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Combating coronavirus: How to survive an Indian repatriation flight during pandemic
Wife of a top Indian diplomat, Vandana Srivastav, shares her top tips after returning to India after five and a half years in UAE.
After spending five-and-a-half-years in the UAE, wife of an Indian diplomat, Vandana Srivastav, and her children Syona and Kushagra Srivastav, were faced with the daunting task of returning to India.
Her husband Rahul Srivastav, consul visa at the Consulate General of India in Dubai completed his term a few months ago. A legal and business consultant, Vandana said she was supposed to return to Delhi several months ago, but the ongoing pandemic delayed her departure considerably.
Finally, on June 22, Vandana and her kids flew back to India on a Vande Bharat Mission repatriation flight. Since travelling during this time was an extraordinary feat, Vandana chronicled her journey on social media to educate and support other travellers on what they can do to be safe pre-departure, in-flight, and upon reaching their destination.
Speaking to Khaleej Times after nearly completing her mandatory quarantine period, Vandana said: "A tense mood had surrounded our household, as our family braced for a monumental change in our lives. My husband had just got his transfer order, which would entail us to move back to Delhi from Dubai in one of the repatriation flights, since we were diplomats."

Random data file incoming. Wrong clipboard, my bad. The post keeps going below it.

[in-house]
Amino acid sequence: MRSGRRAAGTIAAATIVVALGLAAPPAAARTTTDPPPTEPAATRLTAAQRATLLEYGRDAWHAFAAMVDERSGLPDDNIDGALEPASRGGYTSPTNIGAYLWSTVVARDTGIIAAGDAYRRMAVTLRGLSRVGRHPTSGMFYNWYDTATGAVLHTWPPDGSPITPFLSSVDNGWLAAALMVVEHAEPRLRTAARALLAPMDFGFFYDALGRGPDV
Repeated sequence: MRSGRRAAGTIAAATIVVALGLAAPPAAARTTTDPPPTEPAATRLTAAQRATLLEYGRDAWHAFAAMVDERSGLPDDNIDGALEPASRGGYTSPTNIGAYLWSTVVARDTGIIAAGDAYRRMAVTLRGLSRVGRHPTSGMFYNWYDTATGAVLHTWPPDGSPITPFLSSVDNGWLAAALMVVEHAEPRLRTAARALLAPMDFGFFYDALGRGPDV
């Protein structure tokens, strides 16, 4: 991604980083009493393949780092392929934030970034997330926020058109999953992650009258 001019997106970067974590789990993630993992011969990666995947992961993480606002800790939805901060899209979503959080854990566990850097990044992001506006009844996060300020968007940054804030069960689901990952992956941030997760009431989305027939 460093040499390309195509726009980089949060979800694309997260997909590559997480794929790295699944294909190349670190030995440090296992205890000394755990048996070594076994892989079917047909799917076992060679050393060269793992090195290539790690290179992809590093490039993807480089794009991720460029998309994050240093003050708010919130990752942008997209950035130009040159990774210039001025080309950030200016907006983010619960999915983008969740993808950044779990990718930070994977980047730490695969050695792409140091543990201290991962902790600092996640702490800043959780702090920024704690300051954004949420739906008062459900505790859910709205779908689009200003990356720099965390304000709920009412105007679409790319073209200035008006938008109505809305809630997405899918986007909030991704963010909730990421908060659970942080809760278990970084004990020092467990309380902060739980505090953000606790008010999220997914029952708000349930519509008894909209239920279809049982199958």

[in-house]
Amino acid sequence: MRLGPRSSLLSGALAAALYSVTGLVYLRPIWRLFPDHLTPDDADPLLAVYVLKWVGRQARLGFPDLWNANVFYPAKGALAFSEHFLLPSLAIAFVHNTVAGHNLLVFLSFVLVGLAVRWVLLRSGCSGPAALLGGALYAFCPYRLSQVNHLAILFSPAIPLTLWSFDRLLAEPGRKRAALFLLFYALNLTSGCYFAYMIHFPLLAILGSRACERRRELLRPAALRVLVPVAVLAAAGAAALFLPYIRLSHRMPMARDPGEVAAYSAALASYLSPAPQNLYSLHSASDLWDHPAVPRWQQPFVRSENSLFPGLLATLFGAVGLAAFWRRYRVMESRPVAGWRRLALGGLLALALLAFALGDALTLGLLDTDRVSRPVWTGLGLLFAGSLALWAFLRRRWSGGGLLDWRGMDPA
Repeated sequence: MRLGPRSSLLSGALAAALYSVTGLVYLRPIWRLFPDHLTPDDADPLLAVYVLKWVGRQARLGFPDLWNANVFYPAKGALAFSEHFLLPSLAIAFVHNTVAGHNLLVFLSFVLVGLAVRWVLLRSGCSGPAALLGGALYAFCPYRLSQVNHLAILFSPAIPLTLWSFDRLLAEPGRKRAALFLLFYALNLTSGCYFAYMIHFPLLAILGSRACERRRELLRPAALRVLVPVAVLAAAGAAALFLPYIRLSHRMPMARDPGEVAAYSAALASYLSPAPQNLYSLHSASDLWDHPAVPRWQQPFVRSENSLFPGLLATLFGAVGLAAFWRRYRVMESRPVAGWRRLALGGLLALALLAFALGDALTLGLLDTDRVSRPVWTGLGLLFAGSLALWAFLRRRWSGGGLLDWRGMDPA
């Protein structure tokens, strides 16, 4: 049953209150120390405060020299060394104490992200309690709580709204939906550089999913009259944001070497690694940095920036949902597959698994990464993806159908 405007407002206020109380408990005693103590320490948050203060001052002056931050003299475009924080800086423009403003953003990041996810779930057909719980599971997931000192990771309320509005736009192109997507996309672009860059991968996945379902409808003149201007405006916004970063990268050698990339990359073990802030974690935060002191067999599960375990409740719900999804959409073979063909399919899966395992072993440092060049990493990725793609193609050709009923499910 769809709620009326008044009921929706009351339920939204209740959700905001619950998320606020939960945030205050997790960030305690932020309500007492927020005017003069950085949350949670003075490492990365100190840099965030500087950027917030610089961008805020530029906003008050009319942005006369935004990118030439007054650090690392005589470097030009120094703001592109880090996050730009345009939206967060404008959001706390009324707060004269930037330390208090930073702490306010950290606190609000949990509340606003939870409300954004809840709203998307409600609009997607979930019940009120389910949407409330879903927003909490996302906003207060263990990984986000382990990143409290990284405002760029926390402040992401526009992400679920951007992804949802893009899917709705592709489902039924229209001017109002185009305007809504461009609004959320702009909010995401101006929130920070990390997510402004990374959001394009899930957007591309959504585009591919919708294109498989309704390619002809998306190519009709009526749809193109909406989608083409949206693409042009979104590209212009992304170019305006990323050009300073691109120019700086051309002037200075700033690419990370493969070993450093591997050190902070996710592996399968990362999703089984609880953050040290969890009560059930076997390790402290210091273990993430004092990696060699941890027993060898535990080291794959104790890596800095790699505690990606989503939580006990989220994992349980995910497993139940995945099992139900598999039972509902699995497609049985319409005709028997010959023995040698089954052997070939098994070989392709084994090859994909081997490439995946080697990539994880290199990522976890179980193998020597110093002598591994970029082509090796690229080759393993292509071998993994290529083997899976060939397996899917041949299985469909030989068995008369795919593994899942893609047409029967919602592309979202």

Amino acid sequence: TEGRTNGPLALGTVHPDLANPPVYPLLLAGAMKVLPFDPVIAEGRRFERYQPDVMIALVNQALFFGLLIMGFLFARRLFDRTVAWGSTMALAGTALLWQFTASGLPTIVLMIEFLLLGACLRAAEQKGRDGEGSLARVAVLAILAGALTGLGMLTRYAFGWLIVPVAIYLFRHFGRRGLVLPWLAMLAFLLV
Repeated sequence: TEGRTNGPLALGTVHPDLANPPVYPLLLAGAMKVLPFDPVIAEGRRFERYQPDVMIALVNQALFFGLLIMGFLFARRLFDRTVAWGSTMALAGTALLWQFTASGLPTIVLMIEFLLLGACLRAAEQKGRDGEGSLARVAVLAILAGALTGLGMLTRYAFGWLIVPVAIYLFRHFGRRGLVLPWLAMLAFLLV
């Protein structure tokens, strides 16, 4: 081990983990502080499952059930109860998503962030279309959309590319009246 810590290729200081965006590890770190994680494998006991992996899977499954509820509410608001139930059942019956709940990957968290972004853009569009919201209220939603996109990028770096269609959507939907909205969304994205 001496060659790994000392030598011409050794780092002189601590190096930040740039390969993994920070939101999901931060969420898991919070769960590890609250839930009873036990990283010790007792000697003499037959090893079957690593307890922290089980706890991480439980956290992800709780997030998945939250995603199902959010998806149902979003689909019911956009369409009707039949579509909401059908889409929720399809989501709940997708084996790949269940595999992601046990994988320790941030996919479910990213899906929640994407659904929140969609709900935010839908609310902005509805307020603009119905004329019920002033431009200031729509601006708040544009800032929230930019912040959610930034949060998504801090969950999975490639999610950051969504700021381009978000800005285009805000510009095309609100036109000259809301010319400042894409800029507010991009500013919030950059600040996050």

She added: "Undertaking such a massive transfer process along with the four-hour journey in the midst of the Covid-19 pandemic got me anxious for quite a few days."
Here are some helpful tips from Vandana on what travellers must take care of and look forward to before embarking on their journey.
Pre-departure preparation at home
Vandana said: "When I started packing my final bags, I realised that it was time to say a heartfelt goodbye to Dubai, the place where I had spent five and a half years of my life. We were finally done and were getting ready to travel during these trying times."
Vandana said the main travel essentials must be sanitisers, personal protective equipment (PPE), masks, face shields, and disinfectant sprays are a must, as opposed to earlier where travellers could take earphones and a good book to read.
She also strongly advises using cellophane wraps over check-in luggage. "We wrapped our entire check-in luggage in cellophane wraps. This would allow us to just open and discard them as soon as we reached our destination, allowing the main baggage to not be contaminated, and eliminating the need to disinfect the same," explained Vandana.
At Dubai International Airport
She said, "We reached DXB airport at 10am, and saw a meticulous arrangement of people waiting for their health check-up before moving on to the usual airport protocol. Every single person was wearing masks, gloves, maintaining social distance and following all the new rules and regulations during the pandemic throughout the airport."